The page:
The world does not always see the American people is a flattering light. They may be too distracted at times, allowing for their governments to do whatever they want while they aren’t looking but one thing is for certain, they don’t like being lied to. Be forewarned all future American presidents, if you’re going to lie, don’t get caught doing so. Former President, Richard Nixon, will forever be remembered for his lies but will always be despised for his inability to admit his guilt in the Watergate scandals or apologize for his betrayal of the people’s trust. Ron Howard’s film adaptation of the Tony winning stage play “Frost/Nixon” does nothing to exonerate Nixon but rather puts forth the importance and necessity for remorse and forgiveness. In doing so, he has crafted his most cerebral film without overcomplicating the issues and more importantly, his film will serve as a challenge to the American people to demand the respect they deserve from their elected officials.
“Frost/Nixon” is not just about the bigger issues but also the people directly involved. David Frost (Michael Sheen) is a struggling, British television personality. He has tried his hand at American success and failed but sees securing the first television interview with Richard Nixon after he shamefully left office as his ticket. Anyone, of course, would but Nixon (Frank Langella) wasn’t making anything easy. He wanted an exorbitant amount of money for the interview and Frost was having extreme difficulty finding financing backers and advertisers because people did not believe he could pull off what was necessary in order for the interview to be considered a success. Nixon, on the other hand, needed Frost to serve as a bridge to the people, to remind them of his humanity and regain their trust through simply being himself. They each had much at stake and they each had teams of people in their corners making sure their best interest were being served at all times. Somewhere beneath all smoke and mirrors was the truth of it all, just hoping to make itself known.
Langella and Sheen are the perfect team. They play off each other with great respect, both in their characters and as actors who originated these roles on Broadway when the play first began. In fact, Howard refused to adapt the film if it meant doing it with other actors in the parts. Langella won the Tony for his stage performance and his Nixon is bold, determined, naïve while still commanding and at the most vulnerable of moments, he is frightened that he can never go back. His part is naturally more showy but that does not mean there is nothing left for Sheen to work with. His Frost is nervous, ambitious and also just as naïve and frightened as his counterpart. Watching the two of them face off in interview is engaging and suspenseful as you wait impatiently for one to make a mistake. Documenting an interview runs the risk of being fairly static but Howard’s direction ensures that there is movement and momentum even when the two are just sitting across from each other. In fact, despite the palpable tension he creates on screen, Howard seems more relaxed than I’m accustomed to him being.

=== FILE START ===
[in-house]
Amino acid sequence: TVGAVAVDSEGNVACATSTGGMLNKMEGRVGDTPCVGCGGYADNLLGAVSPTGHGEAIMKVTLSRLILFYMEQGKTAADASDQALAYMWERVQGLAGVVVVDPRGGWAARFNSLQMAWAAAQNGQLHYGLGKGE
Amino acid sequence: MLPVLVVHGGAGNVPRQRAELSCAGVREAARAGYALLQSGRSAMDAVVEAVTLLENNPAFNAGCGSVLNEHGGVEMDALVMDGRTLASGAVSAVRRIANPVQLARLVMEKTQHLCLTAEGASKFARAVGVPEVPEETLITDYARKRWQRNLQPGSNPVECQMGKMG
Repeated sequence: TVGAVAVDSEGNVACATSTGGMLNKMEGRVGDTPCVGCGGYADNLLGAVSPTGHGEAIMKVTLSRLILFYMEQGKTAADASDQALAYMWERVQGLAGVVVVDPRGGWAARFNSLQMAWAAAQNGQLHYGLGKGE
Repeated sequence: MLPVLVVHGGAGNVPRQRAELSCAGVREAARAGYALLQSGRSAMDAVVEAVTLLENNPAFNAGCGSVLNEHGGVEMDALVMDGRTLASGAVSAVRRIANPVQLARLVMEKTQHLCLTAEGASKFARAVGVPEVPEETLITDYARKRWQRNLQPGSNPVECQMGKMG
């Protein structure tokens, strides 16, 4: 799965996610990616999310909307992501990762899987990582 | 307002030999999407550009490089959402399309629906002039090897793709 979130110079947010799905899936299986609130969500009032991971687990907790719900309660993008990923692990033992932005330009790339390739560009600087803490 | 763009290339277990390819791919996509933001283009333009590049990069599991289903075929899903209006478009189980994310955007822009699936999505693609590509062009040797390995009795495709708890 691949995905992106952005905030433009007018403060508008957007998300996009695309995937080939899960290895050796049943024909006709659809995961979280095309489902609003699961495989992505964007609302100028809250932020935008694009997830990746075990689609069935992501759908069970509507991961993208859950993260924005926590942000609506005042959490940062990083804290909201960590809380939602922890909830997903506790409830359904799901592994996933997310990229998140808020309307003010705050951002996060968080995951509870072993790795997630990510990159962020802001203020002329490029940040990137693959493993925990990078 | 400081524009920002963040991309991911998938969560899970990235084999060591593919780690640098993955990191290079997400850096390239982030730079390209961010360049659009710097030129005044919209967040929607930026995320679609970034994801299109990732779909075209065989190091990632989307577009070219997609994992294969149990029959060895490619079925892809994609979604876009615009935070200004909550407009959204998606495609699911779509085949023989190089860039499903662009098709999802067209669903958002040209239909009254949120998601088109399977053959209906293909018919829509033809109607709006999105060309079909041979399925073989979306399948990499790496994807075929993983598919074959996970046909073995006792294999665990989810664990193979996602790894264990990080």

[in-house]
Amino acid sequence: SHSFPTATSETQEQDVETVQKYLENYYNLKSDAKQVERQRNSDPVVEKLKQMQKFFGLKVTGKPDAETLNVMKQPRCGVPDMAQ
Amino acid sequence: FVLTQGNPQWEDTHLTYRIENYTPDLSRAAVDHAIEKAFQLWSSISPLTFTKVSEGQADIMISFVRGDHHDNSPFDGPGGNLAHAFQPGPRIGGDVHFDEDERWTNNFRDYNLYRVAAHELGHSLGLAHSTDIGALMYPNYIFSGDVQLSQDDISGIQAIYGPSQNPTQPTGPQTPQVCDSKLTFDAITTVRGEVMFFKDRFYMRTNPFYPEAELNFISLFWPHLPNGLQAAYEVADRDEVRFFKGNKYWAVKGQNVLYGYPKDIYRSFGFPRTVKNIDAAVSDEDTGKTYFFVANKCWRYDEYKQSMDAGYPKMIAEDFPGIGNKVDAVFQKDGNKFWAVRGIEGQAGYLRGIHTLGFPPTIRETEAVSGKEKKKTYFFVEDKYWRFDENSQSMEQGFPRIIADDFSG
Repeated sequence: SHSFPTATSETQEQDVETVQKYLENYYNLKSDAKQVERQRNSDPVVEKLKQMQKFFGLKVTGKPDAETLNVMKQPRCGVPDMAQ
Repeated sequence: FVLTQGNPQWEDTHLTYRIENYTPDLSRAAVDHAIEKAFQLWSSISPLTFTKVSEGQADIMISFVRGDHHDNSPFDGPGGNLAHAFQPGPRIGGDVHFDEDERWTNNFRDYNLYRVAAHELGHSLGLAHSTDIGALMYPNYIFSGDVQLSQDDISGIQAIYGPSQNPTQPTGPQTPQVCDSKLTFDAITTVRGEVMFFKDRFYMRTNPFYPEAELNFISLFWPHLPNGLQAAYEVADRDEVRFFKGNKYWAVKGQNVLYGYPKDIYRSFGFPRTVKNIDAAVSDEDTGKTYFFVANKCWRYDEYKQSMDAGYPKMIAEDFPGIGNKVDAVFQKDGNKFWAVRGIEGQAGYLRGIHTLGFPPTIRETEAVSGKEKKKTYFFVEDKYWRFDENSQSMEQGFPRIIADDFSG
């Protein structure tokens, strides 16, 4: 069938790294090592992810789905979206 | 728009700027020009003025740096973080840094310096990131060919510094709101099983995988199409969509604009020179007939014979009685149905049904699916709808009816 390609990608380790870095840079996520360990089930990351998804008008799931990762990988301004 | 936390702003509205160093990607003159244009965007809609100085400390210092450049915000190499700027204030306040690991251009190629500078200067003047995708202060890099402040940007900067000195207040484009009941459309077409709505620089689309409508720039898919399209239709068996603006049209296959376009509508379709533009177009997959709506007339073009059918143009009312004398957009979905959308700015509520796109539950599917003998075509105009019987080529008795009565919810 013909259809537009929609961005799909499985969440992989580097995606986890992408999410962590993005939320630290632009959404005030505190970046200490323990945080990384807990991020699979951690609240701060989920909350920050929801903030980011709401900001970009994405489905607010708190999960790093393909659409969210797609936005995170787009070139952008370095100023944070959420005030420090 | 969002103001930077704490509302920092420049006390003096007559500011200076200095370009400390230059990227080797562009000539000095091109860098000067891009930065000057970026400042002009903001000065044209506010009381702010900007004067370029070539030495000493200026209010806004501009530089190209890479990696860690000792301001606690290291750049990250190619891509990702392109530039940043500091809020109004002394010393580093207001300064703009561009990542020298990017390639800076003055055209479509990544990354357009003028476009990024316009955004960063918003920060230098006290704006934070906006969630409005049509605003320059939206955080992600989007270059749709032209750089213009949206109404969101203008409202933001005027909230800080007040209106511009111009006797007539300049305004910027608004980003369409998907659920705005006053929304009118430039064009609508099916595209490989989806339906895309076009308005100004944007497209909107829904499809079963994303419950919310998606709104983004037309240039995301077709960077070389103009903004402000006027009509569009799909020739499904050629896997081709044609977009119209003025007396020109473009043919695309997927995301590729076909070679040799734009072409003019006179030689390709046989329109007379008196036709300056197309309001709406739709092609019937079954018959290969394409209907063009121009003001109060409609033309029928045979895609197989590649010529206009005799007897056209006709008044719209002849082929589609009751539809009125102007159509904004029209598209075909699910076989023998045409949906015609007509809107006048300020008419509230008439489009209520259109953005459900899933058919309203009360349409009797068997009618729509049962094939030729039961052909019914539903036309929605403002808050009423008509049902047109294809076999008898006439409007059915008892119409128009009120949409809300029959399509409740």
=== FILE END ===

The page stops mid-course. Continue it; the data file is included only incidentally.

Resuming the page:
While Howard helms with a comfortable control, it is Peter Morgan’s adaptation of his own stage play that serves as the film’s true substance. He succeeds again, as he did with “The Queen”, in bridging the gap between the public and the intensely private, only this time the castle gates that separated the people from their Queen have been replaced by another barrier, television. “Frost/Nixon” takes the notion of spin and slows it down until it becomes perspective, allowing for the distance between a president and the people to be narrowed as much as is possible. And while the close-up can be terribly unforgiving, it is also the one shot we’re all waiting for in order to attain the understanding needed in order to heal.
Review by Joseph Bélanger